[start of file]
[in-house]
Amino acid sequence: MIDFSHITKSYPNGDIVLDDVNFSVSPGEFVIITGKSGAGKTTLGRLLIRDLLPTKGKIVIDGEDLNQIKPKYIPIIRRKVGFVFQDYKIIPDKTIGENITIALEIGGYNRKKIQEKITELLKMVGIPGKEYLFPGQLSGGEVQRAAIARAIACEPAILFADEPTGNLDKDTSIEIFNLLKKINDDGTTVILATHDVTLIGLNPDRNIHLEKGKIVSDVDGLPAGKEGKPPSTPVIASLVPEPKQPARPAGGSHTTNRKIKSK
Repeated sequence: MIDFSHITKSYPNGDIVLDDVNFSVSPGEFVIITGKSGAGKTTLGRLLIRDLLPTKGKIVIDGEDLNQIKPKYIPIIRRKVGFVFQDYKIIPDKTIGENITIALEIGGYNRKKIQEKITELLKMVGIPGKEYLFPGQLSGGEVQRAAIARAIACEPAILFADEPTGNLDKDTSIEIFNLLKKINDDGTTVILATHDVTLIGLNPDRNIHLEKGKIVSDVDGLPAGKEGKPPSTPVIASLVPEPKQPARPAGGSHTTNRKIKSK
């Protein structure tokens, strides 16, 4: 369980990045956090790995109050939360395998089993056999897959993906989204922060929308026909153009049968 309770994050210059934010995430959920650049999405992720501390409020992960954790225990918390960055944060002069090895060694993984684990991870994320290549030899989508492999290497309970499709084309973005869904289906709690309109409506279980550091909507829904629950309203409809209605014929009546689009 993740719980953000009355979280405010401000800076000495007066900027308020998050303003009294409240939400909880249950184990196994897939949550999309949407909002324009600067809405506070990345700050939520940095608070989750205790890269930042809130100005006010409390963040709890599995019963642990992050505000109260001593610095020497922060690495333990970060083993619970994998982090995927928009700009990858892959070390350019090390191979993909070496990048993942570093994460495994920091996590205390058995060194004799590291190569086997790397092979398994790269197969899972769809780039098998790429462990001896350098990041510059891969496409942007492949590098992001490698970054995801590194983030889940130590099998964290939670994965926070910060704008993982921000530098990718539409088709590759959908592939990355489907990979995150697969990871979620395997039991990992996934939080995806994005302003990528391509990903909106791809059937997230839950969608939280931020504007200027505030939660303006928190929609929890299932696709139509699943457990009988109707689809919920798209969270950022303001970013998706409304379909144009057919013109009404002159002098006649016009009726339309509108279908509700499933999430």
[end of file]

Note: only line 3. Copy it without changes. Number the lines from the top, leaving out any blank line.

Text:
Repeated sequence: MIDFSHITKSYPNGDIVLDDVNFSVSPGEFVIITGKSGAGKTTLGRLLIRDLLPTKGKIVIDGEDLNQIKPKYIPIIRRKVGFVFQDYKIIPDKTIGENITIALEIGGYNRKKIQEKITELLKMVGIPGKEYLFPGQLSGGEVQRAAIARAIACEPAILFADEPTGNLDKDTSIEIFNLLKKINDDGTTVILATHDVTLIGLNPDRNIHLEKGKIVSDVDGLPAGKEGKPPSTPVIASLVPEPKQPARPAGGSHTTNRKIKSK